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The Great Wall

The Great Wall

by John Man

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China’s Great Wall north of Beijing is one of the world’s most famous sights. Millions every year climb the line of stone snaking over mountains. We all feel we know the Wall. But we are wrong. It is too big, too varied, too complex to be captured by a few images or a day-trip.

Myths surround it. Many believe that the stone barrier marches


China’s Great Wall north of Beijing is one of the world’s most famous sights. Millions every year climb the line of stone snaking over mountains. We all feel we know the Wall. But we are wrong. It is too big, too varied, too complex to be captured by a few images or a day-trip.

Myths surround it. Many believe that the stone barrier marches across all China, that it has been in existence for over 2,000 years, and that it is the only man-made structure visible from the Moon. In fact, most of it is made of earth, and much of it is not there at all. It cannot even be seen from earth orbit, let alone the Moon. Estimates of its length vary from 1,500 to 5,000 miles. Even its name is deceptive: it is not an it, a single entity, but many walls (hence the uncertain length), built at different times.

Yet behind the confusion are great simplicities. The many walls are united by two ideas — self-protection and unity — which go back to the First Emperor, who founded the nation in 221 BC. For 2,000 years, the Wall marked the border between China and nomadic peoples to the north and west. Mutual hostility inspired centuries of attacks, counter-attacks and Wall-building, until the northward spread of China in the 20th century made the Wall redundant.

For this riveting account, John Man travelled the Wall from the far western deserts to the Pacific, exploring the grandest sections and many “wild” ones. He is the first writer to describe two unknown walls in Mongolia. He covers two millennia of history, from the country’s first unification to the present day, when the Great Wall, built and rebuilt over centuries of war, has become a symbol of tranquility.

Editorial Reviews

Publishers Weekly

According to Man, in his second book this year after Terra Cotta Army, China's Great Wall is really a series of walls, part stone, part rammed earth, that were built in different eras and do not form a continuous line. Traveling the wall end to end from Mongolia to Lanzhou, the capital of China's Gansu province, Man learns that the first Great Wall sprang from the towering ambition and brutal policies of the first emperor, Zheng, who around 214 B.C. repaired and joined up a collection of little walls totaling 2,500 kilometers in length. In 1138, China's Jin rulers built 4,000 kilometers of wall, but the Mongols, led by Genghis Khan, burst through the wall in the 13th century and stayed for 150 years. To ensure that they never returned, the 15th-century Ming Dynasty built its wall. Mao co-opted the wall, which no longer served any defense purpose, as a symbolic monument to the achievement of ordinary, suffering people. This engrossing and well-researched history of China's most famous architectural project whets the reader's appetite to tread in Man's footsteps. Photos, maps. (Sept.)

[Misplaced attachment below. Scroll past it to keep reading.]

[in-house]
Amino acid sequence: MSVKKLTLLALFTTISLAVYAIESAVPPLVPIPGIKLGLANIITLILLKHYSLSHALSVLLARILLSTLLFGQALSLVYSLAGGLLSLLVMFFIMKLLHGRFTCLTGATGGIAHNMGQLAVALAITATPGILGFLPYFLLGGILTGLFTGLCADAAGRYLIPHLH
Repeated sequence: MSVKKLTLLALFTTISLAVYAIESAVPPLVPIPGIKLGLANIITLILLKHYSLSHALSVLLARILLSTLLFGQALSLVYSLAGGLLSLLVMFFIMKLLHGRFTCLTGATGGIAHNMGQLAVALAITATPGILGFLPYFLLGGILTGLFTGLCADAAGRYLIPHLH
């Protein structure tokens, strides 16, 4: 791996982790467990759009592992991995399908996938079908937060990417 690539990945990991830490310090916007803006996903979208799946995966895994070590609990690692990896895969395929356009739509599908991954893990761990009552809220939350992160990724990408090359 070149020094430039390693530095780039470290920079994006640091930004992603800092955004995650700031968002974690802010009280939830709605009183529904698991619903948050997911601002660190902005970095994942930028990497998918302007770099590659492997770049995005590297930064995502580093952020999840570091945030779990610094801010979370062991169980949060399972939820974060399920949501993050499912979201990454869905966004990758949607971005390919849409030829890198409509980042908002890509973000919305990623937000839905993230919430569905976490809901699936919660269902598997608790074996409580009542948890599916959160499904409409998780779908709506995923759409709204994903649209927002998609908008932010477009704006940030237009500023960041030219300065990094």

Copyright © Reed Business Information, a division of Reed Elsevier Inc. All rights reserved.
Library Journal

If you didn't get to China this summer, these two books will help make up for it. In his elegantly produced volume, Lindesay (founder, International Friends of the Great Wall; Alone on the Great Wall) pairs 72 historic 19th- and early 20th-century photographs of sites along the Great Wall with his own beautiful and informative photos of the same views taken when he revisited the sites in the last few years. Sometimes there is great change, other times little at all. Lindesay provides graceful essays on the lives of the earlier photographers and histories of the local communities around the sites, often with maps, excerpts from the writings of earlier visitors, or drawings.